Jordan Peele: The Thin Line Between Comedy & Horror

They say real comedy comes from pain. And comedian turned director, Jordan Peele, knows all about that.

Peele, along with Keegan Michael Key wrote and performed in the acclaimed Comedy Central sketch series Key & Peele. The show, which ran for five seasons, earned a Peabody Award and two Primetime Emmys for its hilarious and deeply pointed take on race and culture.

Key & Peele had an ingenious way way it sometimes mixed humor and horror, for example, the zombies who refused to eat black people.

“There’s a line between satire and bullying,” said Peele. “We won’t go for something that feels so mean, the funny can’t overcome it. ‘White Person Hoodie’ is a good example of a sketch I was nervous about. It’s really about something [the shooting of unarmed Florida teen Trayvon Martin]. When we showed it, the audience was tense. When they went wild at the reveal, I was like, “‘Thank god.'”

Now, the 39-year-old Peele has taken that strategy and used it in his directorial debut of a horror film called Get Out. The movie, which he also wrote and produced.

In addition to maintaining a careful balance between satire and scares, “Get Out” amplifies what it means to feel out of place in a roomful of white people. “You kind of have to know what it’s like to be a black man in a world you’re being viewed as black before you’re being viewed as human,” Peele said. “For me, that’s a very personal sort of experience.”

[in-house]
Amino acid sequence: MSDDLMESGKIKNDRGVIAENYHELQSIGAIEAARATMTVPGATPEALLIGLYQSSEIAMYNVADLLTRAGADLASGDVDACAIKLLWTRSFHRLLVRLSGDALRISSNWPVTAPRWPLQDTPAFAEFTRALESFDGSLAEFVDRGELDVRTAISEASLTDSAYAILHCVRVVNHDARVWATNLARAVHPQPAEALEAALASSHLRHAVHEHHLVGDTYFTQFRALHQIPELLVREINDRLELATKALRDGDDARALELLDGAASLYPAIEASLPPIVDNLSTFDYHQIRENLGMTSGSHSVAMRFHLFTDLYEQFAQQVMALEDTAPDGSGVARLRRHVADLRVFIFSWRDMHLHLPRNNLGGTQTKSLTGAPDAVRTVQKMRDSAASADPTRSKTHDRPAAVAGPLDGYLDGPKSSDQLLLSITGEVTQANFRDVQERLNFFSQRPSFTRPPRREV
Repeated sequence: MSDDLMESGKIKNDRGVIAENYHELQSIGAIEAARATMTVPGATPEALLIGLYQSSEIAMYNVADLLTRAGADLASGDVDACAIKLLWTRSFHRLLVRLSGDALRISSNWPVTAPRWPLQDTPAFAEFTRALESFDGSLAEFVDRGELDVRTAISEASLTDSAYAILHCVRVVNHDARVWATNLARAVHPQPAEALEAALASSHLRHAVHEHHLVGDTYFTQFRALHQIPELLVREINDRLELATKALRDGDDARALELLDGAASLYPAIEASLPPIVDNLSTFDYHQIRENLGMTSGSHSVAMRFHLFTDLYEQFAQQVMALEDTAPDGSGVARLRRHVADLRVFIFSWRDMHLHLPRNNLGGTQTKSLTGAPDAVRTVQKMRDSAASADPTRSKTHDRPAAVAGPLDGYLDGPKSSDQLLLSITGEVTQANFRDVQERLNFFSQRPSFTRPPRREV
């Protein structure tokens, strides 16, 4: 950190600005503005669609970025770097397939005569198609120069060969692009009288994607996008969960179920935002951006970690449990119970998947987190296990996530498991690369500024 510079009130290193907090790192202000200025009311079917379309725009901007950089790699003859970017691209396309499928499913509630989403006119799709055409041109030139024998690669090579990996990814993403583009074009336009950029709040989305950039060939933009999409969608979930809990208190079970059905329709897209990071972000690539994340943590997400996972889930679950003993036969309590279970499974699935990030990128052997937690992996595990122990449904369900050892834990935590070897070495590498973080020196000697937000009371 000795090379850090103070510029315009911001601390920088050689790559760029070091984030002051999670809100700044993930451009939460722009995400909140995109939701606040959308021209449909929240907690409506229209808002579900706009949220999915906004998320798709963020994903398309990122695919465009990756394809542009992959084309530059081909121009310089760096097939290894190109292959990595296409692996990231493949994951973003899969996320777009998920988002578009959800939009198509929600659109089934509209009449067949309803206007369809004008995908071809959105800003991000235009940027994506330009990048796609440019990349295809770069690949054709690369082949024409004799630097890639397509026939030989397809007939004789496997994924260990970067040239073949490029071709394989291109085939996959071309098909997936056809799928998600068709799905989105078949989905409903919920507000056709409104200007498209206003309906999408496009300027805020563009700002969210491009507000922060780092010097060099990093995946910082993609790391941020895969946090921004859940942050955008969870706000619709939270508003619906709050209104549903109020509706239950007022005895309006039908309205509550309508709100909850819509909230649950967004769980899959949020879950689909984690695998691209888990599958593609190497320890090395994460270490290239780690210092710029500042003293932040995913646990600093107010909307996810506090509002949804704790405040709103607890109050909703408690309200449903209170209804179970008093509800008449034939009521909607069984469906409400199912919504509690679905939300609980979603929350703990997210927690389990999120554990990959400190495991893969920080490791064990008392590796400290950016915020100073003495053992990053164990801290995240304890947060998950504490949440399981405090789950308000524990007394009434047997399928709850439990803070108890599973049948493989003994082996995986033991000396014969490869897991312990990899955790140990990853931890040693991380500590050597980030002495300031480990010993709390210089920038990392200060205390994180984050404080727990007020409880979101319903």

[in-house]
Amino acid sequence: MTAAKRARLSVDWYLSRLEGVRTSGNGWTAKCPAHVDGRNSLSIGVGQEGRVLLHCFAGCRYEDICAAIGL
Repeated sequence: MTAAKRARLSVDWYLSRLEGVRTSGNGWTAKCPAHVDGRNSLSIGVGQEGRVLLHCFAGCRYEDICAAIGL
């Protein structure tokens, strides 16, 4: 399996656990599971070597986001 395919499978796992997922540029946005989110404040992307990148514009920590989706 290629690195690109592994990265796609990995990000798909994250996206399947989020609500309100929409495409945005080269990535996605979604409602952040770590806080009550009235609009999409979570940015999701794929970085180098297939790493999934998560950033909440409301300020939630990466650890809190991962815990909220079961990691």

Peele made was a surprise discovery as a writer and director for his first major film. “Get Out could have been a career killer,” he told W Magazine. “I wrote the script—it was originally called Get Out of the House—for five years. In the first ending, Chris was taken to jail! It changed so much. I didn’t think it would see the light of day. My goal was to make a film about race without a white savior, and I didn’t know if that would be allowed.”

“As with comedy, I feel like horror and the thriller genre is a way, one of the few ways, that we can address real life horrors and social injustices in an entertaining way,” says Peele. “We go to the theater to be entertained, but if what is left after you watch the movie is a sort of eye-opening perspective on some social issues, then it can be a really powerful piece of art.”